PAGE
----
All Your Friends are Dead // A movie review

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TW/CW: This movie centers on themes of depression and suicidal ideation. 


Talk to someone now: If you’re thinking about suicide, are worried about a friend or loved one, or would like emotional support, the Lifeline network is available 24/7 across the United States.





What do you get when a comedian and his fellow native Kentucky friend write a slasher flick produced with a budget of less than $6000? You get a movie-making crew that doesn’t give a shit about pleasing random execs and instead has fun creating a slasher movie for the adults. You know, with adults playing actual adults. Time to ditch the creepy “teen” nudity and registry-adjacent voyeurism and get back to good old-fashioned, wholesome kills.

It is impressive that Ricky Glore, Nicholas Hiance, and company stretched their small budget of just shy of $6000 across this perfectly timed horrorpiece. Yes, a low-budget indie flick can still include music, a talented cast, and a gorgeous location while entertaining its audience with a non-convoluted storyline. And you know what else you get with an Indie film? A pretty fucking cool soundtrack. Seriously, *check it out here* and have that shit playing in the background as you read through the rest of this review. 

All Your Friends are Dead” gives on the cusp Millenials and Gen Xers a bitter dose of reality with the depressed, alcoholic “loser” Matt, who peaked in high school. Matt decides life must go on without him and plans to take his own life. Of course, he’s not going out without letting his once inseparable friend group know of his plans. Is it sad? Yes. Dark? Uh-huh. Pretty fucking messed up to put your supposed friends through that, finding you after it’s all over? You bet your ass it is. Thankfully for the friend group, they won’t have to be tortured by that scene. Sadly, other tortures await them instead.

The movie plays off the familiar “who done it / it’s obvious who done it” structure. What makes “All Your Friends are Dead” different is that we really don’t want anyone to die. I’m guilty of cheering on the kills once the homicidal masked man sets his eyes on the young, dumb soon-to-be victims. With the friend group simply dubbed “The Pack,” I found myself dreading each kill. I was definitely rooting for some of these friends, yet as a horror fan, loving the entertaining display of blood and guts.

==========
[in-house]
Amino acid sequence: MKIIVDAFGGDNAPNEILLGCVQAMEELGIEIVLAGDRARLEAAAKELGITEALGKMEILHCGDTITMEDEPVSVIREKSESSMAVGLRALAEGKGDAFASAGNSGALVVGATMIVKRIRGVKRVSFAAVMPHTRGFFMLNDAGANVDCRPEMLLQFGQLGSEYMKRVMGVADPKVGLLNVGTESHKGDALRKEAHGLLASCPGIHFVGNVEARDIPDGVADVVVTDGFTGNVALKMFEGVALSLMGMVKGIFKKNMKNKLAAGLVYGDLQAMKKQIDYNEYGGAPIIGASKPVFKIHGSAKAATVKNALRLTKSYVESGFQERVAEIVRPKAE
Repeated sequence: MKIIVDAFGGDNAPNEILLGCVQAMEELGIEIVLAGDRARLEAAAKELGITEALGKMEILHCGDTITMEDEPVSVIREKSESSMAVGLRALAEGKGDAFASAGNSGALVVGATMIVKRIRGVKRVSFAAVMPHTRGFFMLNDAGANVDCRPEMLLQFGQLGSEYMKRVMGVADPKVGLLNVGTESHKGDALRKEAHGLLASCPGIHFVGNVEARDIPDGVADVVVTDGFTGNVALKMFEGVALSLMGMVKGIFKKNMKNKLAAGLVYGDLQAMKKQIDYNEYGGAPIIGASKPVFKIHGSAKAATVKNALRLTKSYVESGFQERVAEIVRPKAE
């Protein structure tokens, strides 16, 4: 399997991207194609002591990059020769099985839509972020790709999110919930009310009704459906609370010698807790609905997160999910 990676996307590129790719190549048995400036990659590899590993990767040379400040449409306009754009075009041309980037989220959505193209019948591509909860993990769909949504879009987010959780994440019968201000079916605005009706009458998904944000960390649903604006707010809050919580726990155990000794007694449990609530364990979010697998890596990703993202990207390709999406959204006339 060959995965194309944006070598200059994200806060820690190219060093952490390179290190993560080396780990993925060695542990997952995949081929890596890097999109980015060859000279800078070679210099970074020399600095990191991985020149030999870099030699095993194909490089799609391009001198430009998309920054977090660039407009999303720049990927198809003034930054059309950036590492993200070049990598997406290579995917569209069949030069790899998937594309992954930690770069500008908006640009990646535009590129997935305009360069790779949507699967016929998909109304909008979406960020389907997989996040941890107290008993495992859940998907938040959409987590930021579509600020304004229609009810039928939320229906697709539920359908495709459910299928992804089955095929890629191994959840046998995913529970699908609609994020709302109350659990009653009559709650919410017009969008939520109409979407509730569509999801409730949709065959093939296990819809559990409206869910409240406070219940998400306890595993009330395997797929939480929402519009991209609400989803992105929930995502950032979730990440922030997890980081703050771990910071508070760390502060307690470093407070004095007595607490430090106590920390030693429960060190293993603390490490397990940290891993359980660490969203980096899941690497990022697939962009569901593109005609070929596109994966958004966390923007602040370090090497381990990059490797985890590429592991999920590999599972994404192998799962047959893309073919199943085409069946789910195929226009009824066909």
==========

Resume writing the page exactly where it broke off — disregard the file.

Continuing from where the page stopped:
And what, pray tell, does this masked killer have against our friend group? Was he abandoned in the woods by his fornicating babysitter? Does he know what “The Pack” did last summer? While that information may still be a bit fuzzy once you find out who the killer is, I will admit to taking a liking to this fella. Yes, he’s killing off my on-screen best friends. Yes, he’s a big meanie that doesn’t deserve any dessert after dinner. But his presence and jovial attitude while picking off our crew one by one are entertaining. Whenever “the jester” appears on screen, I couldn’t help but smile and forgive how he treats my movie best friends.

Spoiler Alert! Alright, friends, you’re being warned. Skip this paragraph if you wish the killer to remain anonymous to your brain. Alright, you gone? Good. Now, I do have one problem with this movie, and it’s one you may be familiar with if you’ve ever heard me talk about this trope in cinema. While I don’t frown upon mental health issues being discussed in movies as, unfortunately, it is a reality of our lives, I strongly dislike its use in explaining motive. As someone who deals with their own mental health struggles and diagnoses, I usually find its use in this manner both lazy and irresponsible. However, I appreciate that the writers and director have chosen to include and share the National Suicide Hotline in the feature. I feel it’s an excellent way to open up that conversation with friends and loved ones with whom you might be watching the movie.

So what is the one big takeaway from “All Your Friends are Dead”? Indie films, and specifically Indie Horror, need to be given more opportunities to reach a wider audience. Having had the chance to watch many Indie shorts and feature-length horror films in the past, I love the originality of the stories and the resourcefulness with special effects and creative cinematography. Smaller budgets and crews often translate to a great story and interesting visual aesthetic. “All Your Friends are Dead” checks off those marks with a storyline that is all too relatable and a killer vibe that satisfies the horror fan. And even with my one critique of our story, I can still recommend to the horror community this fun slasher flick that 100% delivers the kills.

To watch “All Your Friends are Dead“, head over to and check out where you can watch this Indie Horror flick. 

Talk to someone now: If you’re thinking about suicide, are worried about a friend or loved one, or would like emotional support, the Lifeline network is available 24/7 across the United States.


Full disclosure: The author of this review contributed to the Kickstarter campaign for this movie. They have received no monetary benefits from the production or distribution, or for the writing of this review.

About Post Author


I love horror and am widely considered one of the preeminent anti-critics of the genre. I consume horror and regurgitate the tales sprinkled with my fact-based opinions. As an amateur professional, I enjoy brainwashing the masses with my anti-mainstream agenda.